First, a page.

“I had an experience with one of my former students who I taught in kindergarten,” Linardopoulos said. “Elijah. He’s now 17 and he’s in significant trouble with the law. I read about him in the newspaper.”

Elijah was charged with a crime and sent into the foster care system.

“It would have been much easier to get Elijah the help he needed when he was 5 years old in my classroom,” Linardopoulos said. “We as a society failed Elijah. … We’re now going to be dealing with the aftermath of not helping Elijah for the rest of his life.

“We have to invest in our kids. When we’re talking about a local school board, we’re talking about a broader issue of being locally committed to fighting for every Elijah in our school system.”

Jones said he “really needed to hear that” and asserted that 90 percent of foster kids in the city are from just 11 of the city’s 48 zip codes. “Those are some of the same zip codes where we closed 23 schools.”

“Schools closing,” Jones said, raising his right hand, palm upward. He paused before raising his left hand and saying, “Jails filling.”

Councilman Derek Green pointed out that abolition of the SRC does not relieve the state government of its responsibility to fund Philadelphia’s schools — a point reiterated by many of the Council members present.

Councilman David Oh wanted to know whether the Philadelphia Federation of Teachers supports returning the city’s Parking Authority to local control because the agency failed to provide the revenue for schools that was promised as justification for the state takeover. Linardopoulos said the union had not yet taken a position on that. At the moment, it is calling for a state tax on fracking in the Marcellus Shale region to help fund public schools.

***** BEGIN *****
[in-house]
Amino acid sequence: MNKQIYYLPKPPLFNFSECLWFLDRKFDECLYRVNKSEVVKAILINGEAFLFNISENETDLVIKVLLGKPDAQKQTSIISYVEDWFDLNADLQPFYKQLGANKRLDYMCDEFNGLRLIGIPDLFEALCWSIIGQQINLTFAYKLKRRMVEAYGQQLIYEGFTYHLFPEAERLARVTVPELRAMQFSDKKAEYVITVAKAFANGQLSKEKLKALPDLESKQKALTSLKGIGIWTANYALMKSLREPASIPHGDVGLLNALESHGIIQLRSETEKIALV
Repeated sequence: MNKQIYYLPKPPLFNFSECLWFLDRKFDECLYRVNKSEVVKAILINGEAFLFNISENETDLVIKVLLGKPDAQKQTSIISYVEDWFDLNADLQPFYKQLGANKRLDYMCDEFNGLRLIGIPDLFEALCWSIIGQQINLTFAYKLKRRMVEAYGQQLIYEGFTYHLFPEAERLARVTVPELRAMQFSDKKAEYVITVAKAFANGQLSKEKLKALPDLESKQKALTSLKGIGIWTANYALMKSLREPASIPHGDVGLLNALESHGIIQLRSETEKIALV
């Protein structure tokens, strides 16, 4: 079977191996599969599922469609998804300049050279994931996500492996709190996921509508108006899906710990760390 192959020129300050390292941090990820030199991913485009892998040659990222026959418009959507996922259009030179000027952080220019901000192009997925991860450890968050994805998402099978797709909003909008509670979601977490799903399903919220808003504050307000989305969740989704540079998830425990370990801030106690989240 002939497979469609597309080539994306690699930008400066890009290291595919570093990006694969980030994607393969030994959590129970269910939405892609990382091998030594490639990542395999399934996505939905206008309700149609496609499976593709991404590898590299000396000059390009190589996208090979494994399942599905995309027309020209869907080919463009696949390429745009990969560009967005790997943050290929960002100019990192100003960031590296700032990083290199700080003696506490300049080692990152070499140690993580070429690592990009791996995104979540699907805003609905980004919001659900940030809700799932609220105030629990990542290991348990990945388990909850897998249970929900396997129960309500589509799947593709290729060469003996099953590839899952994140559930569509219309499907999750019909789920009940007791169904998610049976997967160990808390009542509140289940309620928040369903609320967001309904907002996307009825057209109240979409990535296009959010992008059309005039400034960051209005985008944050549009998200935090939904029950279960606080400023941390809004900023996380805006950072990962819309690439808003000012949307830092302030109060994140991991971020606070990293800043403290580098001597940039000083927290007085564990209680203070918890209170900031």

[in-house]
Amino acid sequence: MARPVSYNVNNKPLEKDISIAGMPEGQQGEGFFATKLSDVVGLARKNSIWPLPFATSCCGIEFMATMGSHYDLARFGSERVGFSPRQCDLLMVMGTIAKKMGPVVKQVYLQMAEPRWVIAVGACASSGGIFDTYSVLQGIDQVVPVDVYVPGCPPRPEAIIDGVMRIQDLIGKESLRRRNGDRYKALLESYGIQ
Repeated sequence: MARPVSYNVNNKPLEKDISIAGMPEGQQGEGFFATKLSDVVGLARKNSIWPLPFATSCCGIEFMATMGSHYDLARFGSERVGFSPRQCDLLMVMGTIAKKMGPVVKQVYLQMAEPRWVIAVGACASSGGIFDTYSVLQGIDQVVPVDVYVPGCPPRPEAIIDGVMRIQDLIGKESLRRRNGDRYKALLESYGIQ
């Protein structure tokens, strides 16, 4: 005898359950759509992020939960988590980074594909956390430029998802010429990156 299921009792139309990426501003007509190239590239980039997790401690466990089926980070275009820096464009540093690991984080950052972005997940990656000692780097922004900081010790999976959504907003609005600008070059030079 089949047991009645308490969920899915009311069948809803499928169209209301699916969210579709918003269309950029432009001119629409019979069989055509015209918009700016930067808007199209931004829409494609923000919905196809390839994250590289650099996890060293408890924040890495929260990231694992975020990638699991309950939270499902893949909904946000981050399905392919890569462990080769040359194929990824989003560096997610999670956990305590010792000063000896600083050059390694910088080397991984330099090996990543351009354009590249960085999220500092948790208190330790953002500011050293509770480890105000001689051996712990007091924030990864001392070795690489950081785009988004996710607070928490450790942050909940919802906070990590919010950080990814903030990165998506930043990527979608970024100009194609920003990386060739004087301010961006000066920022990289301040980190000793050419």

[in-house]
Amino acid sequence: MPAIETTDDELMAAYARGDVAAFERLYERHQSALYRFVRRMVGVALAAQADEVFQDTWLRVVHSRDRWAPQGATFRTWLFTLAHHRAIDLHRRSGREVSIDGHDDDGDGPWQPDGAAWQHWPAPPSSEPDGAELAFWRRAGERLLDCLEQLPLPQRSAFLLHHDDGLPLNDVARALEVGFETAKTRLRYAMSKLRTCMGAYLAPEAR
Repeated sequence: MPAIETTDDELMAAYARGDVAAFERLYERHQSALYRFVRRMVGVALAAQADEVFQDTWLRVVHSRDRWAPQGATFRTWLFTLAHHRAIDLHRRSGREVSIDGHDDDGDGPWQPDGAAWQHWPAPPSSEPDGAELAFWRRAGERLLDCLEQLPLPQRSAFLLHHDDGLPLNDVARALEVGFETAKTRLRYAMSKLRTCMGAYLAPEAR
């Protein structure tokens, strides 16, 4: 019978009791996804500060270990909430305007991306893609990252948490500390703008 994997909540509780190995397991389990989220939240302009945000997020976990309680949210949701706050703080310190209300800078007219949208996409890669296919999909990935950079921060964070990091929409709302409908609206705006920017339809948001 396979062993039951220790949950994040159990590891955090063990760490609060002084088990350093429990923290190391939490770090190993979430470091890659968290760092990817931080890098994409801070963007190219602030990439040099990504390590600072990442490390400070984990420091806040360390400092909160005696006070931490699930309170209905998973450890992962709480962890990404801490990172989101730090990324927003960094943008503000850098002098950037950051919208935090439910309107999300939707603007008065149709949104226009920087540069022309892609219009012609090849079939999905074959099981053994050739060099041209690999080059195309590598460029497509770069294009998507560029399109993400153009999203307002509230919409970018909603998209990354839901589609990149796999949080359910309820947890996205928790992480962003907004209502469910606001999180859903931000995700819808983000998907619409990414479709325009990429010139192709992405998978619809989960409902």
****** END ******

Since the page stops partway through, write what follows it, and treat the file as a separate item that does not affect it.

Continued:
A complaint echoed by several parents during the two hours of testimony was about how the SRC and the District have dealt with special education students and their families.

Anna Perng, a parent of two children with disabilities, testified that she had to sue the District to get appropriate special education services for her autistic child.

“We often hear that there is no money,” Perng said. “But the SRC has annually approved the School District’s request to pay millions to private law firms to fight families like mine in court.

“We were battled every day, minute by minute, for every therapy that our kids need. We should examine that law-firm budget that gets approved every year and look at how to invest that in special education instead.

“If budgets are moral documents, what does it say about us as a society that instead of investing in special education, we’re paying private lawyers?” Perng asked. “Our school district has become an ATM for privatizers, big law firms, and corporate interests. … While I thank the SRC for its service, its existence has created a vacuum for accountability.”

Julien Terrell, executive director of the Philadelphia Student Union, said that forming a new school board is “only the first step.”

“We want students to be involved in their education, and there’s going to be a shift around decision-making. That shift should not be made without [student] involvement,” Terrell said. “Not only do we need a clear and transparent process, we have to be mindful of who’s on this board and who we’re claiming to be [education] experts. … Students should be [on the board]. Parents are the best advocates a child can have.”